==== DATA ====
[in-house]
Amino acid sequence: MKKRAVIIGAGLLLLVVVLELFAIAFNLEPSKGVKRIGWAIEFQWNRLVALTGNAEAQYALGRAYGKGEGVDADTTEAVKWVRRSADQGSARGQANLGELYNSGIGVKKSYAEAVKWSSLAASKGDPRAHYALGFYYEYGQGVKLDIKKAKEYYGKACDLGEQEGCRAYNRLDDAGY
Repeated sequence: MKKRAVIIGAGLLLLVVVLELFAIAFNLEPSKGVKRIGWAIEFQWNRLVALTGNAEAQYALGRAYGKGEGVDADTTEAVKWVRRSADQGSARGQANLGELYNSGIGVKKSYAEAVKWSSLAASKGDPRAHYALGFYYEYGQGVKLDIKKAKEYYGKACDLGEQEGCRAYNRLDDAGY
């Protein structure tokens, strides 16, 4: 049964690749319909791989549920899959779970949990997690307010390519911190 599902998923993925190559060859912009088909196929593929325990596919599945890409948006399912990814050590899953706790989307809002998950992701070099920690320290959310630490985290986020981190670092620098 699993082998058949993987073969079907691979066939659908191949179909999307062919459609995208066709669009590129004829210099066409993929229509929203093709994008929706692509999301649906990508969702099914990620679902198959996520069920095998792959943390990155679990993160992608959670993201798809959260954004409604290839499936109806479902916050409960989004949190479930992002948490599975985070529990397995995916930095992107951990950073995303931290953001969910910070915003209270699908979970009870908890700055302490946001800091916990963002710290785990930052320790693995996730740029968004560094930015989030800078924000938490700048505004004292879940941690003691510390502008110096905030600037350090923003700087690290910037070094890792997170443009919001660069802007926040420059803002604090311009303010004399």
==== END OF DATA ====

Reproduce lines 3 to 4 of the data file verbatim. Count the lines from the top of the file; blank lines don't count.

Repeated sequence: MKKRAVIIGAGLLLLVVVLELFAIAFNLEPSKGVKRIGWAIEFQWNRLVALTGNAEAQYALGRAYGKGEGVDADTTEAVKWVRRSADQGSARGQANLGELYNSGIGVKKSYAEAVKWSSLAASKGDPRAHYALGFYYEYGQGVKLDIKKAKEYYGKACDLGEQEGCRAYNRLDDAGY
């Protein structure tokens, strides 16, 4: 049964690749319909791989549920899959779970949990997690307010390519911190 599902998923993925190559060859912009088909196929593929325990596919599945890409948006399912990814050590899953706790989307809002998950992701070099920690320290959310630490985290986020981190670092620098 699993082998058949993987073969079907691979066939659908191949179909999307062919459609995208066709669009590129004829210099066409993929229509929203093709994008929706692509999301649906990508969702099914990620679902198959996520069920095998792959943390990155679990993160992608959670993201798809959260954004409604290839499936109806479902916050409960989004949190479930992002948490599975985070529990397995995916930095992107951990950073995303931290953001969910910070915003209270699908979970009870908890700055302490946001800091916990963002710290785990930052320790693995996730740029968004560094930015989030800078924000938490700048505004004292879940941690003691510390502008110096905030600037350090923003700087690290910037070094890792997170443009919001660069802007926040420059803002604090311009303010004399």